Creating Better Spoken and Written English for an Audience

Image result for Creating Better Spoken and Written English for an AudienceEnglish learners often feel like they have acquired a good knowledge of English after immersing themselves in the language. However, native speakers often comment that non-native speakers use language in the wrong context, or don’t capture their intended audience. Here are some tips to avoid the embarrassment of using the wrong type of English for a targeted audience.

Non-native speakers should consider their intended audience carefully. It may be more appropriate to use another word or phrase in a specific context. For example: ‘Jane viewed the movie with animosity,’ may sound appropriate in the context of talking about poor entertainment in Hollywood. However, it may be better to write ‘Jane viewed the movie with negativity’ for a less intense use of the language.

How does a non-native English speaker refine their understanding of the English language in the correct context? The obvious way to avoid embarrassment, is to listen to many different variations of English used in a number of different settings. Movies, business conversations, interviews, songs and pop culture all demonstrate the use of spoken English in different ways.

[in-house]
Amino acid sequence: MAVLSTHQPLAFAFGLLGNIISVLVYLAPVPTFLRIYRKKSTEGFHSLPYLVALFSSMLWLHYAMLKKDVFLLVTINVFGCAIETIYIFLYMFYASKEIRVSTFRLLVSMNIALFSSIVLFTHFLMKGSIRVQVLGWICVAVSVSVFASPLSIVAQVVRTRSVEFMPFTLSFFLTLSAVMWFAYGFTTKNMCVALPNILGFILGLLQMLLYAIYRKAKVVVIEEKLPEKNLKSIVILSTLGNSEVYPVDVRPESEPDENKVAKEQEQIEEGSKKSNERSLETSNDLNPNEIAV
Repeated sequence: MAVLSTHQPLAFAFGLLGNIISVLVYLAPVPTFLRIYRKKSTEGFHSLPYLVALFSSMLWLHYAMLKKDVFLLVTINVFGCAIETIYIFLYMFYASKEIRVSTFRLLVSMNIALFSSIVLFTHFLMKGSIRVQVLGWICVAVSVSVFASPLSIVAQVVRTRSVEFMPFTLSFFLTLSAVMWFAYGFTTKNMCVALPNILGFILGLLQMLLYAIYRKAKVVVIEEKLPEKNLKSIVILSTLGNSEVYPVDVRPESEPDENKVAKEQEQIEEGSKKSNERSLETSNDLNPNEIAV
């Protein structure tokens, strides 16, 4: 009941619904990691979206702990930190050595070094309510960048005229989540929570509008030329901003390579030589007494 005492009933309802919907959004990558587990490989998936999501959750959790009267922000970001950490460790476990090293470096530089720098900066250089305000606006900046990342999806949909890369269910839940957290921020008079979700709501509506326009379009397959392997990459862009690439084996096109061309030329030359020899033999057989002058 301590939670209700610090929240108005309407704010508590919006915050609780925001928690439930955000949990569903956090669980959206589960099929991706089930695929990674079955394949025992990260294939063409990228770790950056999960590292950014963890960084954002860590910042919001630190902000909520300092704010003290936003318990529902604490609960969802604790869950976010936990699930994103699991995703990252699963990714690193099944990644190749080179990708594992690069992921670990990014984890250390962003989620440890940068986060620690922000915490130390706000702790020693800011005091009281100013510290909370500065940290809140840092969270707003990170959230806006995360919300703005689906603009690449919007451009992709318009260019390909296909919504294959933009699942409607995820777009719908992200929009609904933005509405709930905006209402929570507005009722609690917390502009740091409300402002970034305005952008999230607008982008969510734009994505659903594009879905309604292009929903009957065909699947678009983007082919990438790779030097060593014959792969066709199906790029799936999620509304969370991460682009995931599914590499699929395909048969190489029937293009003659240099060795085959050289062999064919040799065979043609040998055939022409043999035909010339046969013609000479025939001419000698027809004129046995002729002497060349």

Another more practical way to improve the use of written English, is to use a text to speech program when creating written documents. This gives the writer an oral perspective on what has been written rather than focusing on the written word. For those writers needing more help, it may be appropriate to ask another native English speaker about the success of using the language for an intended audience.

With patience, curiosity and a long-term view on English language learning, it is possible to improve the use of English language for an intended audience. Refining listening skills, using the right tools, or asking for help when required, will make the use of English more appropriate. Understanding certain settings or an intended audience will improve a language learners perspective on English.